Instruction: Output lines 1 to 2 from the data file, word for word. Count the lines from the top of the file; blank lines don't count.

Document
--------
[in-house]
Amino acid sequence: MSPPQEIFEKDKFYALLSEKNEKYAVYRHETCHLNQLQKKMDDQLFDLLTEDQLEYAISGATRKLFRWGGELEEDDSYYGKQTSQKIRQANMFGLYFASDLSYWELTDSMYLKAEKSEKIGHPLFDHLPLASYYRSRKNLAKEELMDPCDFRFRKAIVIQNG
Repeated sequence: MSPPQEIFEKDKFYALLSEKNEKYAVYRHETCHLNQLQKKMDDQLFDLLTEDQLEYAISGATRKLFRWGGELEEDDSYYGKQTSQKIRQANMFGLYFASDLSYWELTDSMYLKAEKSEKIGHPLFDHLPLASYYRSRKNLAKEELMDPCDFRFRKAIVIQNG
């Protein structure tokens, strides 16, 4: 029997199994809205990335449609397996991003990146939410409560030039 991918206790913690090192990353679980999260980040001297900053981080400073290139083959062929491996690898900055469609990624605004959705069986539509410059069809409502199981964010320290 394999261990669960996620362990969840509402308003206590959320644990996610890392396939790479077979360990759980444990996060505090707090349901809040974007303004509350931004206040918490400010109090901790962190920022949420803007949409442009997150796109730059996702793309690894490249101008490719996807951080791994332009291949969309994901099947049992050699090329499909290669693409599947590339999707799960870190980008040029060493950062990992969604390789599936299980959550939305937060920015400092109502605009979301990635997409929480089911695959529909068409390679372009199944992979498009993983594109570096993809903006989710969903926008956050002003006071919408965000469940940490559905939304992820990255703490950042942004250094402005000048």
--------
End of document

[in-house]
Amino acid sequence: MSPPQEIFEKDKFYALLSEKNEKYAVYRHETCHLNQLQKKMDDQLFDLLTEDQLEYAISGATRKLFRWGGELEEDDSYYGKQTSQKIRQANMFGLYFASDLSYWELTDSMYLKAEKSEKIGHPLFDHLPLASYYRSRKNLAKEELMDPCDFRFRKAIVIQNG